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Wednesday, October 8, 2014

Book Round-Up

The Next Best Thingby Jennifer Weiner: Weiner's novel is based loosely on her experiences producing a short-lived sitcom for tv; as such, it gives one an insider's look at show business (to which I say, "blech").  It is a fun and light novel, better written and more interesting than a lot of other "chick lit," as is generally true for Weiner's work.  However, she includes at the end of the book the short story "Swim" which focuses on a different aspect of the heroine, and I think I'd have preferred a novel more about that than Hollywood.

The Ocean at the End of the Laneby Neil Gaiman: short and engaging enough that I read the whole thing late one night when I should have been sleeping.  It is an inventive and scary story with some thematic similarities toCoraline.

The Magiciansby Lev Grossman: Superficially, this book is a cross between Harry Potter and the Chronicles of Narnia, but it would be a mistake to leave it at that.  The point of those two series is the stories they tell, the skirmishes and battles between good and evil.  The Magicians, by contrast, is more interested in how the introduction to a magical world affects a person -- the longing for a life as interesting as a fantasy novel, the benign contempt for ordinary people, the sense of entitlement the privileged develop.  It also touches on the danger of magic -- or any power or talent -- without a sense of purpose.  Even the most talented magicians must find meaning to their lives, and a way to cope with both dramatic events and ordinary days.

The Briar Kingby Greg Keyes: A straight-up fantasy novel (the first of four) about another world, like I haven't read in a long time.  Keyes's novel tells the story of kings, princesses, foresters, innkeeper's daughters, monks, and dashing swordsmen as they become aware of a grave danger to their world. My only quibble: in the prologue it becomes apparent that the humans, who were brought to this world by an evil race bent on enslaving everybody, are the "lost" colony of Roanoke.  This plot point, however, appears to serve no function at all in the greater story, and ends up being a little distracting as one can't help but try to match different cultures to their European counterparts (which makes no sense anyway; Roanoke was settle by the English only).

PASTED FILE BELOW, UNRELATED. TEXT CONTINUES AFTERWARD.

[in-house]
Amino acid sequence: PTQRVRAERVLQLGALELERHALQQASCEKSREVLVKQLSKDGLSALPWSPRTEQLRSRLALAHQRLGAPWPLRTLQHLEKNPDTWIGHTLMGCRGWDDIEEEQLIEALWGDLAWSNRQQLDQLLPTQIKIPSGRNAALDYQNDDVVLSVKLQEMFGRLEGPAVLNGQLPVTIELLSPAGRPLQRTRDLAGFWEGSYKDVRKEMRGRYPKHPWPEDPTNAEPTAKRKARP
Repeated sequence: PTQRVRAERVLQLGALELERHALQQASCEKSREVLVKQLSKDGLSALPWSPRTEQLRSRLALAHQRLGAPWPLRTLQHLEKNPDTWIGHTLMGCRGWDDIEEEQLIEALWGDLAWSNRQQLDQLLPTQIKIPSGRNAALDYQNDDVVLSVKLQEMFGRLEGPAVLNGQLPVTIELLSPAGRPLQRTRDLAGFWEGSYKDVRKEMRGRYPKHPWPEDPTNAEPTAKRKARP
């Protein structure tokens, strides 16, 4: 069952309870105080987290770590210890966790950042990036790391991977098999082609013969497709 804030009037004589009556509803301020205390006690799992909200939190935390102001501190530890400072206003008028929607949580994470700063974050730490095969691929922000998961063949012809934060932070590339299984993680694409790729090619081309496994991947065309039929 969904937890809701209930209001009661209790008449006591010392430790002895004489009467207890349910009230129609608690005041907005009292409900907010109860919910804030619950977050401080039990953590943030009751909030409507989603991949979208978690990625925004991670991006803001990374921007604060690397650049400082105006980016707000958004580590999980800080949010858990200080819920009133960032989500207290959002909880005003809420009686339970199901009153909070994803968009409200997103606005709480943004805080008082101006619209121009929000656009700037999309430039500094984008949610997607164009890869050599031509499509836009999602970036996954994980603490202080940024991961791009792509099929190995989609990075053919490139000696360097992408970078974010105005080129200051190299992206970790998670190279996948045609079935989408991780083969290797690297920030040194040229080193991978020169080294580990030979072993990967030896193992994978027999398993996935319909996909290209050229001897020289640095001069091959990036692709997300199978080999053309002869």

Friends, Lovers, Chocolateby Alexander McCall Smith: The second in the Isabel Dalhousie series, but the first I've read.  It's a quiet book with an unusual but low-key mystery, leaving lots of time for Isabel's musings on ethics, faith, love, and Scotland.  I enjoyed it, but feel no need to read any others in the series.

Monday, October 6, 2014

Macondo in Stitches

As I read One Hundred Years of Solitude, I couldn't shake the imagery from my head -- the yellow flowers falling from the sky, the butterflies tormenting a doomed lover, the ash crosses marking the 17 Aurelianos.  I wanted some way to record and play with the motifs and icons from the text.

I've started with a grid of 100 squares, inchies really, that I can play with:
Beadboy3 wants to stitch, too
I used white broadcloth from one of Mr. Beadgirl's old shirts, and machine-stitched a ten by ten grid with black thread, rather carelessly on purpose to keep the lines and angles from being too perfect.  I like how the black lines on white fabric evoke the black type on white pages of the text itself.

The first square is one of Colonel Aureliano Buendia's gold fish, which he makes when he is not leading rebellions and slaughtering his enemies.
I made mine with sequins and different gold threads, with a black bead for his eye.

I don't intend to fill every square, and this will be an on-going project that I work on as inspiration strikes.

Tuesday, September 30, 2014

Alabama Flowers

In addition to having lovely patterns for clothes, the Alabama Stitch Bookalso has instructions for making flowers from scraps of jersey.  I'm almost finished with another skirt, and couldn't resist making a couple of blooms from the burgundy knit:
It was super easy -- cut two long strips of jersey, and on one long side snip every quarter inch or so to make fringe, then roll the two strips up together and stitch through the base to secure.  They will join the rest of my crafty flowers.